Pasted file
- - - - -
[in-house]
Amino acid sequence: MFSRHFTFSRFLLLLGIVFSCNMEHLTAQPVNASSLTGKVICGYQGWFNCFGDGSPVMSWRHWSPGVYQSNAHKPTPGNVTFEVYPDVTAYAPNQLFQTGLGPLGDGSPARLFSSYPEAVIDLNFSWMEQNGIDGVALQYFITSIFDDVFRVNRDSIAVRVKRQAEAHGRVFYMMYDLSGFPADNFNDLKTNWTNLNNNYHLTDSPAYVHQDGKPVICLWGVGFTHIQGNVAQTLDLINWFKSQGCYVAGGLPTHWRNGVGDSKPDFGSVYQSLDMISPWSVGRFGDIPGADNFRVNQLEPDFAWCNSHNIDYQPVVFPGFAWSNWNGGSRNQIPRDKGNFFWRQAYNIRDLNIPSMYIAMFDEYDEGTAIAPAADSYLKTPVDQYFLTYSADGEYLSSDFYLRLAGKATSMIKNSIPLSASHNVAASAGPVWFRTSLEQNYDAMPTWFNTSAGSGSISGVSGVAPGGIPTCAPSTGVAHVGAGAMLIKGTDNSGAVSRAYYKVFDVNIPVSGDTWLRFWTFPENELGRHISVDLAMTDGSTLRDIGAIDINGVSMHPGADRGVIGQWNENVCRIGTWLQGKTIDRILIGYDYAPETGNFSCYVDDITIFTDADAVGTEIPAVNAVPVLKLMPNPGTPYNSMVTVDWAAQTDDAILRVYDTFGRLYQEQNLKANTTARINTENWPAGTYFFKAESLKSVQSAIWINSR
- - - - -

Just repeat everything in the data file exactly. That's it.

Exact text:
[in-house]
Amino acid sequence: MFSRHFTFSRFLLLLGIVFSCNMEHLTAQPVNASSLTGKVICGYQGWFNCFGDGSPVMSWRHWSPGVYQSNAHKPTPGNVTFEVYPDVTAYAPNQLFQTGLGPLGDGSPARLFSSYPEAVIDLNFSWMEQNGIDGVALQYFITSIFDDVFRVNRDSIAVRVKRQAEAHGRVFYMMYDLSGFPADNFNDLKTNWTNLNNNYHLTDSPAYVHQDGKPVICLWGVGFTHIQGNVAQTLDLINWFKSQGCYVAGGLPTHWRNGVGDSKPDFGSVYQSLDMISPWSVGRFGDIPGADNFRVNQLEPDFAWCNSHNIDYQPVVFPGFAWSNWNGGSRNQIPRDKGNFFWRQAYNIRDLNIPSMYIAMFDEYDEGTAIAPAADSYLKTPVDQYFLTYSADGEYLSSDFYLRLAGKATSMIKNSIPLSASHNVAASAGPVWFRTSLEQNYDAMPTWFNTSAGSGSISGVSGVAPGGIPTCAPSTGVAHVGAGAMLIKGTDNSGAVSRAYYKVFDVNIPVSGDTWLRFWTFPENELGRHISVDLAMTDGSTLRDIGAIDINGVSMHPGADRGVIGQWNENVCRIGTWLQGKTIDRILIGYDYAPETGNFSCYVDDITIFTDADAVGTEIPAVNAVPVLKLMPNPGTPYNSMVTVDWAAQTDDAILRVYDTFGRLYQEQNLKANTTARINTENWPAGTYFFKAESLKSVQSAIWINSR